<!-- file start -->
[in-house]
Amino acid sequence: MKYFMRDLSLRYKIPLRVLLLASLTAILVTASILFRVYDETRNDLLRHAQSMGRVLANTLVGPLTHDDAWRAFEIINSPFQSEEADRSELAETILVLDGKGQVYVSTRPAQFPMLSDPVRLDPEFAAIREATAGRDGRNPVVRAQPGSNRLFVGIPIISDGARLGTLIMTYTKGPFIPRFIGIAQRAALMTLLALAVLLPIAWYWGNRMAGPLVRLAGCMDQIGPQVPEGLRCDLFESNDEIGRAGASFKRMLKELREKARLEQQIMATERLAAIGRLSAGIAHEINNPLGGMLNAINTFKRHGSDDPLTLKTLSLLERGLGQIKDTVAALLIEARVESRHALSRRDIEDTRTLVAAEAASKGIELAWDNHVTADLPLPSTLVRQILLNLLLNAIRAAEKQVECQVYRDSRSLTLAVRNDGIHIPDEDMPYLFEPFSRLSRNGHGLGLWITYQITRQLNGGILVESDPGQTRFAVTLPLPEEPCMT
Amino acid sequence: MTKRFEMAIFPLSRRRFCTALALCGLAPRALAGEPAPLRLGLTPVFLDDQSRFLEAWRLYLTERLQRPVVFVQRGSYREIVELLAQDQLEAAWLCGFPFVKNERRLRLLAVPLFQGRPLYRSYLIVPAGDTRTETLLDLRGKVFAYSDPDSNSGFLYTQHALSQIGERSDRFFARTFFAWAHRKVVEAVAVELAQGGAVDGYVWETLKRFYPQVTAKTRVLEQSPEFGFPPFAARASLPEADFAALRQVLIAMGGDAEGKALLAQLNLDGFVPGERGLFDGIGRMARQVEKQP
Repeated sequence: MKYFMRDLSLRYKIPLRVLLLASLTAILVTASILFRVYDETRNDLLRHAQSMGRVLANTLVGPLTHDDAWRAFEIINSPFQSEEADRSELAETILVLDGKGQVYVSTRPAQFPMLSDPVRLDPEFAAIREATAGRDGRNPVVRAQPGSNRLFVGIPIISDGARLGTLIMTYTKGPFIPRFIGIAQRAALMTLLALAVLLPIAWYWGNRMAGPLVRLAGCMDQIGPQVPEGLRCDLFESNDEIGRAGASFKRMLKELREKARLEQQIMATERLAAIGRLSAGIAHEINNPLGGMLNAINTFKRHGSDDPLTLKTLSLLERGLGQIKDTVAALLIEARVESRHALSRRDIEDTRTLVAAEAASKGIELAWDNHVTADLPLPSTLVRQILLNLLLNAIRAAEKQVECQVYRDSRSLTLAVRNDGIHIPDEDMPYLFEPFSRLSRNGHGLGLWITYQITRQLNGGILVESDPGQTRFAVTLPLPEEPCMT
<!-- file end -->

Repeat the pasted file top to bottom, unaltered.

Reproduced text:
[in-house]
Amino acid sequence: MKYFMRDLSLRYKIPLRVLLLASLTAILVTASILFRVYDETRNDLLRHAQSMGRVLANTLVGPLTHDDAWRAFEIINSPFQSEEADRSELAETILVLDGKGQVYVSTRPAQFPMLSDPVRLDPEFAAIREATAGRDGRNPVVRAQPGSNRLFVGIPIISDGARLGTLIMTYTKGPFIPRFIGIAQRAALMTLLALAVLLPIAWYWGNRMAGPLVRLAGCMDQIGPQVPEGLRCDLFESNDEIGRAGASFKRMLKELREKARLEQQIMATERLAAIGRLSAGIAHEINNPLGGMLNAINTFKRHGSDDPLTLKTLSLLERGLGQIKDTVAALLIEARVESRHALSRRDIEDTRTLVAAEAASKGIELAWDNHVTADLPLPSTLVRQILLNLLLNAIRAAEKQVECQVYRDSRSLTLAVRNDGIHIPDEDMPYLFEPFSRLSRNGHGLGLWITYQITRQLNGGILVESDPGQTRFAVTLPLPEEPCMT
Amino acid sequence: MTKRFEMAIFPLSRRRFCTALALCGLAPRALAGEPAPLRLGLTPVFLDDQSRFLEAWRLYLTERLQRPVVFVQRGSYREIVELLAQDQLEAAWLCGFPFVKNERRLRLLAVPLFQGRPLYRSYLIVPAGDTRTETLLDLRGKVFAYSDPDSNSGFLYTQHALSQIGERSDRFFARTFFAWAHRKVVEAVAVELAQGGAVDGYVWETLKRFYPQVTAKTRVLEQSPEFGFPPFAARASLPEADFAALRQVLIAMGGDAEGKALLAQLNLDGFVPGERGLFDGIGRMARQVEKQP
Repeated sequence: MKYFMRDLSLRYKIPLRVLLLASLTAILVTASILFRVYDETRNDLLRHAQSMGRVLANTLVGPLTHDDAWRAFEIINSPFQSEEADRSELAETILVLDGKGQVYVSTRPAQFPMLSDPVRLDPEFAAIREATAGRDGRNPVVRAQPGSNRLFVGIPIISDGARLGTLIMTYTKGPFIPRFIGIAQRAALMTLLALAVLLPIAWYWGNRMAGPLVRLAGCMDQIGPQVPEGLRCDLFESNDEIGRAGASFKRMLKELREKARLEQQIMATERLAAIGRLSAGIAHEINNPLGGMLNAINTFKRHGSDDPLTLKTLSLLERGLGQIKDTVAALLIEARVESRHALSRRDIEDTRTLVAAEAASKGIELAWDNHVTADLPLPSTLVRQILLNLLLNAIRAAEKQVECQVYRDSRSLTLAVRNDGIHIPDEDMPYLFEPFSRLSRNGHGLGLWITYQITRQLNGGILVESDPGQTRFAVTLPLPEEPCMT